Text and photos by SCOTT FYBUSH
Back when you could just drive through another country to get across the Great Lakes, one of our family trips last summer took us across southern Ontario and over the Blue Water Bridge from Sarnia, Ontario into Port Huron, Michigan on the way down to our usual Indiana sojourn.
And while we’d been in Port Huron several times before to look at the small city’s interesting collection of tower sites, we’d never stopped in to actually visit the broadcast cluster where most of their studios are located.
Turn south off the first exit from the bridge and you’ll shoot straight down Pine Grove Avenue through Port Huron’s downtown – and when you get to the corner where Pine Grove meets Huron and Glenwood Avenues, you’ll find yourself in front of the Liggett Broadcasting “Radio First” studios.
This is one of those neat buildings that started out housing just one station – WHLS (1450), Port Huron’s original radio station – but grew over the years to add an FM (now WSAQ 107.1), then a bunch more signals when Robert Liggett acquired not only WHLS/WSAQ but also its crosstown competitors in 2000. Within a year, WPHM (1380) and sister stations WHYT (1590 Marine City) and WBTI (96.9 Lexington) had moved in to an expanded building here at 808 Huron, with the main entrance relocated to the Glenwood side and a new lobby and studio wing.
Let’s go for a late-afternoon tour, shall we? Heading in from the lobby, which is filled with memorabilia from the histories of WHLS and WPHM (right back to 1380’s early days as WTTH, the radio station of Port Huron’s Times Herald newspaper), we pass production rooms and staff offices on the way back to the row of studios that face out to Huron Avenue.
WSAQ is the big country FM in the cluster, with a live jock holding down the fort on “Q Country” when we get a peek at the corner studio.
Hey wait – where’s the board? These stations have an unusual engineering setup, selecting and firing off nearly all their on-air sources from their automation touchscreen.
Each studio does have an Logitek board tucked away in a sliding drawer for those occasions when levels do need to be adjusted on the fly – but they don’t get used much at the music stations, says our tour guide, WPHM morning newsman Caleb Gordon.
WPHM is the big news-talk voice in the cluster, and its studio features space for a big morning show full of local newsmakers, plus a heavy emphasis on sports.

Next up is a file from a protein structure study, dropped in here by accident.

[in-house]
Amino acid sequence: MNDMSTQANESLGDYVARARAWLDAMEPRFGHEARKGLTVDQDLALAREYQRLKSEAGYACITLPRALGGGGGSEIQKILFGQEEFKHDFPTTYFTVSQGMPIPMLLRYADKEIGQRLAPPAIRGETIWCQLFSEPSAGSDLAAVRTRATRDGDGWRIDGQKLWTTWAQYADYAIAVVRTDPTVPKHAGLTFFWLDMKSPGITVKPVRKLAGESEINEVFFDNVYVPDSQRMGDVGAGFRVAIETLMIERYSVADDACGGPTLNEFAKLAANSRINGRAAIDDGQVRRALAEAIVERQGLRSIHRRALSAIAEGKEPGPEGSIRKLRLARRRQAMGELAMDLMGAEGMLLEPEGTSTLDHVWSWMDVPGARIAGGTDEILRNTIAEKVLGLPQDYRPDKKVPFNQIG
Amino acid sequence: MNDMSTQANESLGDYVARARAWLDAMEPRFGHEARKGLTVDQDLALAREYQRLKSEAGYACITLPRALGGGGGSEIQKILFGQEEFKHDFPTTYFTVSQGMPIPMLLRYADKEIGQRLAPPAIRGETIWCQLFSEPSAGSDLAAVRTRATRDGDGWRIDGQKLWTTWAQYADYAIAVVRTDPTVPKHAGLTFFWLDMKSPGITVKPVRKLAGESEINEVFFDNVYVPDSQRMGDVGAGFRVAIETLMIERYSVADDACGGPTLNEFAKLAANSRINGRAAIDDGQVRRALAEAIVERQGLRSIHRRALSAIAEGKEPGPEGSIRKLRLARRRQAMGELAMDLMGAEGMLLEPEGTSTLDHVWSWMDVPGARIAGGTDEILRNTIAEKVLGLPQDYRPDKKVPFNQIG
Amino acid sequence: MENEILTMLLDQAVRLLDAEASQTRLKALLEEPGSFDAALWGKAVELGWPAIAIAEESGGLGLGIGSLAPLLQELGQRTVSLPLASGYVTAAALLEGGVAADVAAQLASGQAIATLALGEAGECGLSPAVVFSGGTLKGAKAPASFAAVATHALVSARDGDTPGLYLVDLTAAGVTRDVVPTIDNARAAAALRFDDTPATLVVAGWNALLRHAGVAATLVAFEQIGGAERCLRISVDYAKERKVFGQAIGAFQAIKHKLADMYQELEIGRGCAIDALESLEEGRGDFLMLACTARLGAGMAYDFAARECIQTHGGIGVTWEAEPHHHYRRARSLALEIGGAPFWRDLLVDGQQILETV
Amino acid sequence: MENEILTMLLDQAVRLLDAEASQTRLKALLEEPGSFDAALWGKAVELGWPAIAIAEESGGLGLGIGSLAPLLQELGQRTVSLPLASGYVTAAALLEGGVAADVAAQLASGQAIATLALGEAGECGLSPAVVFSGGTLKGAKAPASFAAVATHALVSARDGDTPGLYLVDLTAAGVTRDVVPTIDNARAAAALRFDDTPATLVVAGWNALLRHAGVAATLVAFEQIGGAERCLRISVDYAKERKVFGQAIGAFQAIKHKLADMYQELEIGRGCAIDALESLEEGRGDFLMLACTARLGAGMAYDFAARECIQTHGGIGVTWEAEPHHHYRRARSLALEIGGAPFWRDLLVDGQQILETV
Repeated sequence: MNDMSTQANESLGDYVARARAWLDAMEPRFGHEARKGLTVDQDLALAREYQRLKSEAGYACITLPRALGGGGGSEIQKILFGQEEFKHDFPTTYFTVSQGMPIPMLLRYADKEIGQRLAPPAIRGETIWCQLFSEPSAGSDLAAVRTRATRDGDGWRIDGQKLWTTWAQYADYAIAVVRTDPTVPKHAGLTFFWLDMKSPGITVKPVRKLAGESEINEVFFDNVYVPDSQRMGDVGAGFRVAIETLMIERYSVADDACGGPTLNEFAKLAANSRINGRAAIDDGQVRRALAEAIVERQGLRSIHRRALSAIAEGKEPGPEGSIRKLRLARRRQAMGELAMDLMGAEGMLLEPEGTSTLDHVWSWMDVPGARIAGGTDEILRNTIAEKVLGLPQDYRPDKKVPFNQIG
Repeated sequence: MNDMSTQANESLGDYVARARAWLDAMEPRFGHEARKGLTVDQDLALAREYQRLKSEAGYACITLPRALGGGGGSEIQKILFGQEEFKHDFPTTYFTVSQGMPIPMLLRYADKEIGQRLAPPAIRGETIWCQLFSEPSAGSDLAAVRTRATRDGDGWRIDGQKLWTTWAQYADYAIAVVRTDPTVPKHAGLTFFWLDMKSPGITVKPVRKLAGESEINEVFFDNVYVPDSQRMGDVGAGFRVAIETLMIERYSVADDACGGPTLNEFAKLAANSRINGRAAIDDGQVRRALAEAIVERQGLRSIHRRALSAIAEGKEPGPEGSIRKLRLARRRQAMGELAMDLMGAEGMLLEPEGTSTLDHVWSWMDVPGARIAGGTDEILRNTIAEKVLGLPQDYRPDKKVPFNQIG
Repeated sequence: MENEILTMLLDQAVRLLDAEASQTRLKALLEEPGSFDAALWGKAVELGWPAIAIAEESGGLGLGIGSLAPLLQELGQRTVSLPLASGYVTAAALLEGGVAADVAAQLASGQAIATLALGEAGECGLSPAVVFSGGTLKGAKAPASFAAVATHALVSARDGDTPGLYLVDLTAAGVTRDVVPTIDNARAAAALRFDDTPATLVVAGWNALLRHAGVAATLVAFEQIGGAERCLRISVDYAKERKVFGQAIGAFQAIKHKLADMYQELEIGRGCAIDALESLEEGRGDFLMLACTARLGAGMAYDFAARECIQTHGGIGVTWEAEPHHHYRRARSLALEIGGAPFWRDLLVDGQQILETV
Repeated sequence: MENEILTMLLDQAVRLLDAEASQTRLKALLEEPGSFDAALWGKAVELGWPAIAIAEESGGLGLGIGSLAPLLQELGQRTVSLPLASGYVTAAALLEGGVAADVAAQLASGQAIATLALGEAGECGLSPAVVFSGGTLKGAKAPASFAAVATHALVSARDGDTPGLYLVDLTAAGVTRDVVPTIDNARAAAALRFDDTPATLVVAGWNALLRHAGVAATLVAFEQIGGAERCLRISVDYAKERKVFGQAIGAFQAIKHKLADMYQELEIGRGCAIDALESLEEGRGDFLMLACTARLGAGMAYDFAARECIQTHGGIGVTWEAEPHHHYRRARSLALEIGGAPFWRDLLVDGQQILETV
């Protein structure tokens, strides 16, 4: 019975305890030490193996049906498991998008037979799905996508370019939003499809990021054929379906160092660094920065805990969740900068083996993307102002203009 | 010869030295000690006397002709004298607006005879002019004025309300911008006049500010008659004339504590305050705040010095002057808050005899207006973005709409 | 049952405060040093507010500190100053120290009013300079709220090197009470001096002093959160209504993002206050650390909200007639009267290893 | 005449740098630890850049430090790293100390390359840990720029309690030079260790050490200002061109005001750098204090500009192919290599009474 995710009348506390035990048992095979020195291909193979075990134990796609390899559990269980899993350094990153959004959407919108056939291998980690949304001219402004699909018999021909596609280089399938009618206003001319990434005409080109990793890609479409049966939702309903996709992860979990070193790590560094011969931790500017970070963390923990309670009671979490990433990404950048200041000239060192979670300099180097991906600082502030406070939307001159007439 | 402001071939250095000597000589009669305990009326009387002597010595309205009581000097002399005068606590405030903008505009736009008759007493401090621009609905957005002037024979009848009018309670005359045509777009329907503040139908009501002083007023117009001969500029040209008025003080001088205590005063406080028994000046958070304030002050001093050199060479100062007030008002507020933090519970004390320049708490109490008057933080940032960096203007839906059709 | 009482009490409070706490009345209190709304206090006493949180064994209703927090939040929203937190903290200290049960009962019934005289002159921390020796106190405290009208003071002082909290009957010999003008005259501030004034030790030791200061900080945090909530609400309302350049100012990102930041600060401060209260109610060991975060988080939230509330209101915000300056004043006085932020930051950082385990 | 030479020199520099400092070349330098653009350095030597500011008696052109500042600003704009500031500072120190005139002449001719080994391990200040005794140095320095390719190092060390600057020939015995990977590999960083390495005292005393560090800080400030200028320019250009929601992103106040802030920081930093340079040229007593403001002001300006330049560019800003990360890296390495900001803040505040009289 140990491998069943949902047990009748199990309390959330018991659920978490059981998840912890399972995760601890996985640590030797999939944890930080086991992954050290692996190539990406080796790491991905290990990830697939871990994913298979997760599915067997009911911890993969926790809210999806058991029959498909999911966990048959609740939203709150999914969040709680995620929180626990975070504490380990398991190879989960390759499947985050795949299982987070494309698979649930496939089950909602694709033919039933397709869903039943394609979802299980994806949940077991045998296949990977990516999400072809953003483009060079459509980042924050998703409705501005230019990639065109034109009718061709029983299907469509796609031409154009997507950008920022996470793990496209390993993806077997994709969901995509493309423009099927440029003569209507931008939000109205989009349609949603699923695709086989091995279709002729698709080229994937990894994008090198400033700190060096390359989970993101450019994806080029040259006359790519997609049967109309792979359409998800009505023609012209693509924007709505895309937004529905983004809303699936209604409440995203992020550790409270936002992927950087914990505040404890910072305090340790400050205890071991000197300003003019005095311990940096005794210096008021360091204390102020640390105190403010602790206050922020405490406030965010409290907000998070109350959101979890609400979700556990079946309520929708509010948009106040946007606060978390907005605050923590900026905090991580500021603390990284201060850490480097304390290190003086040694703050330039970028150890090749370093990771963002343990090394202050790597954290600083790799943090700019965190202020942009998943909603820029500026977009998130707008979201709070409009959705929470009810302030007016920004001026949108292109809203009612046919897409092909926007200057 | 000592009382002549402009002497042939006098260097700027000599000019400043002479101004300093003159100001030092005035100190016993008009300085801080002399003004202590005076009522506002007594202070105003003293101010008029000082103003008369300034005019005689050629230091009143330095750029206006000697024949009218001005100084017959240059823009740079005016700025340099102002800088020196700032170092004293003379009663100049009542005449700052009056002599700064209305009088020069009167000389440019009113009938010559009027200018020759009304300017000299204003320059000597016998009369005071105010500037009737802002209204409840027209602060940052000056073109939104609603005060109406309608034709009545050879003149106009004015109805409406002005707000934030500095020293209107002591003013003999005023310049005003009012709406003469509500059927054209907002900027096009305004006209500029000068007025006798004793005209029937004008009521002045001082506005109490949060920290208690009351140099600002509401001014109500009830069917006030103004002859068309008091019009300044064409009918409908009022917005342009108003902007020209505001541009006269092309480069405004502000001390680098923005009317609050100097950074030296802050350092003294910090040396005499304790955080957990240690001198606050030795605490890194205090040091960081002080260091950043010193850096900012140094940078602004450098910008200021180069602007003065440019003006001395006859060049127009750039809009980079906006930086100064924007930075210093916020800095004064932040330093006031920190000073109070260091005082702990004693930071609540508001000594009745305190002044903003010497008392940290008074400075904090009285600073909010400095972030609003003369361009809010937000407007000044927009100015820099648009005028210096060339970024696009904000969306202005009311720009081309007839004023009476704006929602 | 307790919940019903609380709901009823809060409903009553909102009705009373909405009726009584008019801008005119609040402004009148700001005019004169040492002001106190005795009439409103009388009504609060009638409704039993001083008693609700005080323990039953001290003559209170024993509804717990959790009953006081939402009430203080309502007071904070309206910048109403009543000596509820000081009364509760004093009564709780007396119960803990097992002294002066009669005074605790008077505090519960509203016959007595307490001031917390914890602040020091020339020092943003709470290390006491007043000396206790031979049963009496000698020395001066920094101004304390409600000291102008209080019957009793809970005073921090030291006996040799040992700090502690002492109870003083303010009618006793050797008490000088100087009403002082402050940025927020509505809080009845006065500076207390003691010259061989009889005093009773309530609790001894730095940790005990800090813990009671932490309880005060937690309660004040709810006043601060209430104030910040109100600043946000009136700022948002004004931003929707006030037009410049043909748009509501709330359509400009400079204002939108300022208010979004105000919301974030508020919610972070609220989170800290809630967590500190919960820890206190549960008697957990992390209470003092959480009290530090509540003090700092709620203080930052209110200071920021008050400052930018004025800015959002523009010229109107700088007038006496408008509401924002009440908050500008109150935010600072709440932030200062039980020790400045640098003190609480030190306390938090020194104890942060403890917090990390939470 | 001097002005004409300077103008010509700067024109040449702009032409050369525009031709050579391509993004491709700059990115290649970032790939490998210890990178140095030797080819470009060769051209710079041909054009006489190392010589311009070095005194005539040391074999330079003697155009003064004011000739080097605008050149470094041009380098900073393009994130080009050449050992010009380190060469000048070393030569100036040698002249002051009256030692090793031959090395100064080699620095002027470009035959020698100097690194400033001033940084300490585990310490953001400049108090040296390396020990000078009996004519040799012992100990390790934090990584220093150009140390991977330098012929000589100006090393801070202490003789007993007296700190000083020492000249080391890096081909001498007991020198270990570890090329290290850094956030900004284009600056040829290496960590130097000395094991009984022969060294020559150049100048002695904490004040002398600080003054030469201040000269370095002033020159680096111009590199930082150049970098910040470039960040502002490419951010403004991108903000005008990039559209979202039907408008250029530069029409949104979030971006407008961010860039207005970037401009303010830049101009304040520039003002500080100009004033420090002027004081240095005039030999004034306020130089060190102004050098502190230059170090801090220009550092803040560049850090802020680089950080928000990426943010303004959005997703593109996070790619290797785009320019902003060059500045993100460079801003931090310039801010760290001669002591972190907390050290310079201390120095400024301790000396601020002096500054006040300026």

WHLS, meanwhile, has an unusual format for the oldest AM in town, dating back to 1938. (It was founded by H.L. Stevens, started on 1370, and moved to 1450 instead of the expected 1400 in the 1941 NARBA shuffle as part of a bigger realignment that moved several would-be 1400s in places such as Fort Wayne, Indiana to 1450, while stations in places such as Detroit that would have gone to 1450 went to 1400 instead. Why? To make room for a new station in Kokomo, Indiana on 1400!)
Anyway – WHLS now does rock as “Rock 105.5,” with the AM being used primarily to feed a translator that covers the city quite well.
The WHLS studio (now used mainly for high school sports) sits next to the WPHM newsroom – where one desk is now used as the “studio” for the other AM/translator pair in the cluster, WHLX (1590), which feeds an eclectic Americana format (“The Hills”) to a Port Huron translator on 92.7.
And at the end of the hallway, as we round the corner to the original part of the building, we find the top-40 format in the cluster, rimshotter WBTI (96.9).
(Check out the wall art – that’s what the 808 Huron building used to look like, before Liggett expanded it as “Radio First!”)
We have some bonus content in this week’s installment, too – before we headed west down the 401 and the 402 to get to the Blue Water Bridge and Port Huron, we made our usual August stop in Belleville, Ontario to see our friend Freddy Vette and hang out on his afternoon oldies show at CJBQ (800).
Getting to CJBQ a little earlier in the day than usual gave us the chance to see a little more of the Quinte Broadcasting cluster.
This time, we got a nice peek at Quinte’s rack room, including the back end of all that Wheatstone Wheatnet gear that powers the studios, plus the Canadian version of EAS and some microwave STL gear on frequencies we can’t use here on the US side of the lake.
And as we headed west the next day after an overnight stop near Pearson Airport in Toronto, we made a stop to see what was then the newest AM signal in the greater Toronto area.
CKNT (960 Mississauga) squeezed onto the dial after a larger 960, CIAM over in Cambridge, moved to FM almost two decades ago. (The old CIAM became CIZN on 92.9, and then moved to 107.5 where it’s now CJDV.)
The new 960 is a non-directional signal using a little Valcom whip in an industrial area near the airport. It’s since been joined by two more new AMs in the region: there’s a new 1350 in Brampton, also with a Valcom whip, and on 1220, CFAJ in St. Catharines has resurrected the old CHSC site. We’ll need to get back there, once we can, to document those rare new Canadian AM facilities, too!
Thanks to WPHM’s Caleb Gordon for the tours!
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